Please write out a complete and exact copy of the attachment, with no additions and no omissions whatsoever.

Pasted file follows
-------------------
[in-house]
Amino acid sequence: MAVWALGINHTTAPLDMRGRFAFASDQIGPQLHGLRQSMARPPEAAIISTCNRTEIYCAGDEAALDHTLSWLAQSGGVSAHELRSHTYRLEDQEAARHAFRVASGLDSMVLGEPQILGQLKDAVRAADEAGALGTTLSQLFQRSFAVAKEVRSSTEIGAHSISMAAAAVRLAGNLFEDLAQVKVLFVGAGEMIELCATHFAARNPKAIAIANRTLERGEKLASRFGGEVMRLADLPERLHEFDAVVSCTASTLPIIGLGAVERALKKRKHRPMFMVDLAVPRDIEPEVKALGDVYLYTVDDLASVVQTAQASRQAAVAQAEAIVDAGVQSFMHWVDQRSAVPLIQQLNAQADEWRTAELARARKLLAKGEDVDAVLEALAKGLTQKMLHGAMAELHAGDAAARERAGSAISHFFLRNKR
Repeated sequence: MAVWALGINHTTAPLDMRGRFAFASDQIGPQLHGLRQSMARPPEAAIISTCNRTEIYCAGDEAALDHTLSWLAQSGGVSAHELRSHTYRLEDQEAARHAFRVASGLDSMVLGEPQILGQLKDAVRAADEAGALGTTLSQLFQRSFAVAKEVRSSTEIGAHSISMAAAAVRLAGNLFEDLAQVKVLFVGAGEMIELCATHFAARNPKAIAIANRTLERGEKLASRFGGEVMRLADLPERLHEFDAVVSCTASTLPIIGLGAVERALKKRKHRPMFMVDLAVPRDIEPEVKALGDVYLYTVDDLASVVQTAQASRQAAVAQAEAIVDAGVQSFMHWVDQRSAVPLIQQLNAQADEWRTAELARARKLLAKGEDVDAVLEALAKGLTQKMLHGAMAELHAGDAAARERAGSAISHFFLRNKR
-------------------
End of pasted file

[in-house]
Amino acid sequence: MAVWALGINHTTAPLDMRGRFAFASDQIGPQLHGLRQSMARPPEAAIISTCNRTEIYCAGDEAALDHTLSWLAQSGGVSAHELRSHTYRLEDQEAARHAFRVASGLDSMVLGEPQILGQLKDAVRAADEAGALGTTLSQLFQRSFAVAKEVRSSTEIGAHSISMAAAAVRLAGNLFEDLAQVKVLFVGAGEMIELCATHFAARNPKAIAIANRTLERGEKLASRFGGEVMRLADLPERLHEFDAVVSCTASTLPIIGLGAVERALKKRKHRPMFMVDLAVPRDIEPEVKALGDVYLYTVDDLASVVQTAQASRQAAVAQAEAIVDAGVQSFMHWVDQRSAVPLIQQLNAQADEWRTAELARARKLLAKGEDVDAVLEALAKGLTQKMLHGAMAELHAGDAAARERAGSAISHFFLRNKR
Repeated sequence: MAVWALGINHTTAPLDMRGRFAFASDQIGPQLHGLRQSMARPPEAAIISTCNRTEIYCAGDEAALDHTLSWLAQSGGVSAHELRSHTYRLEDQEAARHAFRVASGLDSMVLGEPQILGQLKDAVRAADEAGALGTTLSQLFQRSFAVAKEVRSSTEIGAHSISMAAAAVRLAGNLFEDLAQVKVLFVGAGEMIELCATHFAARNPKAIAIANRTLERGEKLASRFGGEVMRLADLPERLHEFDAVVSCTASTLPIIGLGAVERALKKRKHRPMFMVDLAVPRDIEPEVKALGDVYLYTVDDLASVVQTAQASRQAAVAQAEAIVDAGVQSFMHWVDQRSAVPLIQQLNAQADEWRTAELARARKLLAKGEDVDAVLEALAKGLTQKMLHGAMAELHAGDAAARERAGSAISHFFLRNKR